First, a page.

How To Remove White Residue On Terracotta Pots

If you have plants, you likely have either a love, love-hate, or a hate relationship with terra cotta pots. Personally, I love terra cotta pots. I think they add a beautiful rustic boho vibe to my plants while also being functional and relatively inexpensive.

However, I also know many gardeners that absolutely hate the look of these pots. I will say one of the worst parts of terra cotta is keeping it clean. 

Since terra cotta is porous, it is prone to developing white residue on the inside and the outside of the pot. It can also grow green algae and blackish mold. In this article, we will discuss what causes these issues and the best ways to tackle them. Let’s dive in! 

What Is The Residue On My Terra Cotta Pot? 

White residue

If your terra cotta pot is coated in a white residue, don’t panic. It’s nothing more than salt deposits, and won’t hurt you or your plant. When you water your plant with hard water, which is what most tap water is, dissolved salts end up in your soil.

Since terra cotta is porous, some of the water will evaporate through the sides of the pot. When this happens, the water goes into the air and the salt is left behind. This process can happen with any porous material and is called efflorescence.

While some people hate this look, others actually pay more for it. You may see it marketed in hobby stores as a patina finish or a white terra cotta pot. Personally, I’m not a fan of this look, but if you are, terra cotta pots will be perfect for you! 

Green film

If there is a green film on your terra pot this is due to algae. While it’s less likely you will encounter algae indoors, it can definitely be an issue outdoors or in an area near a humidifier. Algae won’t hurt your pot or your plant and I personally think it adds a little something extra to your pot. Kind of like 2 plants for one. 


Occasionally, with terra cotta, you will also see a black film or a white fluffy substance on the outside of your pot. This is mold. Since terra cotta is porous and the material is often damp, it is an ideal place for mold to grow.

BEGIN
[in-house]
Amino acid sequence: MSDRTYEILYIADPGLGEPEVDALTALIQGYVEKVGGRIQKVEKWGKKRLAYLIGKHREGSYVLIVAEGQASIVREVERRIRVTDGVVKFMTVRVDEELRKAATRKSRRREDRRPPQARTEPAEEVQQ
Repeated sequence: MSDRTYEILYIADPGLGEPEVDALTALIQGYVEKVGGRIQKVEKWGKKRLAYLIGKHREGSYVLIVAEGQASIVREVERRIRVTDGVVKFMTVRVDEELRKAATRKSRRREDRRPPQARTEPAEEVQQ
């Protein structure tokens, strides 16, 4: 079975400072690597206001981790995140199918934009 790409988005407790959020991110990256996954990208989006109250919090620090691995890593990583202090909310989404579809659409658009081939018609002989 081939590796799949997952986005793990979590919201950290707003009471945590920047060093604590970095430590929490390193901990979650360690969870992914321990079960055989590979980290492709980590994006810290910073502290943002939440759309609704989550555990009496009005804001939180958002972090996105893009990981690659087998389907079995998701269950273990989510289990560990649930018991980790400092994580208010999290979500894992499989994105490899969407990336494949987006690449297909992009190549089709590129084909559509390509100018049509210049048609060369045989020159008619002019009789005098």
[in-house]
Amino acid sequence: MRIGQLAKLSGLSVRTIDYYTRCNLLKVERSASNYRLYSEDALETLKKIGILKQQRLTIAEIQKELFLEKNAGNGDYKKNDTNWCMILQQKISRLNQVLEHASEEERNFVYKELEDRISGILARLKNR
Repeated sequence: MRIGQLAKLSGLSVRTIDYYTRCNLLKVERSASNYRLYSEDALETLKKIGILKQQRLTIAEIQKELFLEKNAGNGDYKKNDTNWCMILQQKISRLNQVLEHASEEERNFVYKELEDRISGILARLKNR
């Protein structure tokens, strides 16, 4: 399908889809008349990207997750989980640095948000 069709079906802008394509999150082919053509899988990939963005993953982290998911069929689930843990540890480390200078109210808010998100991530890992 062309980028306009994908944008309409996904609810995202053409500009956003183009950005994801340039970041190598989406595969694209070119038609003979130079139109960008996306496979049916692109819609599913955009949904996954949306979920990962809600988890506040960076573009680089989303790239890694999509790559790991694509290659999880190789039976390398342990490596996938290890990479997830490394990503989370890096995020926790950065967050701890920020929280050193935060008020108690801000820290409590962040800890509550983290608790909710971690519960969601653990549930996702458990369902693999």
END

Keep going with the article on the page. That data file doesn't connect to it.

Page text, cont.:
Mold on the outside of your pot shouldn’t hurt your plant, but you don’t want it spreading through your house. No one likes the look of mold, so this is one you definitely want to get rid of. 

How to prevent residue from forming on my terra cotta pot? 

White residue

To prevent salt from building up on the outside of your pot there are a few methods you can try. The first is to use filtered water or rainwater when you water your plants. Since the main cause of white residue is salt and most of that salt is coming from your tap water, eliminating tap water from your plant care routine can majorly cut down on the amount of salt that is left behind on your pot. 

The second way you can prevent salt buildup is by using a diluted fertilizer. There are lots of minerals in fertilizers and many of them are not absorbed quickly enough by the roots of your plant before the water is evaporated from the pot.

Reducing the amount of fertilizer you use in half but applying it twice as often will get your plant the nutrients it needs, but in smaller doses, so the plant is able to absorb more before water evaporates. 

Another option is to simply seal your terra pots with either Rustoleum or flex seal. While this will defeat the purpose of using terra cotta for root rot prone plants, it will allow you to use them with plants that normally don’t do well in porous containers.

Since the porousness of terra cotta is what allows the salt to form on the outside of the pot, sealant will easily solve the issue. 

Algae and Mold

To prevent algae and mold on your pot, you can seal it with rustoleum or flex seal. This will prevent water from evaporating through the surface of the pot and providing the algae and mold with water. Without water, the mold and algae won’t be able to survive and won’t grow. 

You can also prevent algae by regularly spraying the outside of the pot with diluted bleach. This will prevent algae and fungus from growing. 

If your plant is tolerant of sunlight, you can also place the pot into direct sunlight. Since algae needs indirect light to thrive, direct sun will kill it and prevent more from growing. 

Does Residue Harm The Plant?

White residue/Salt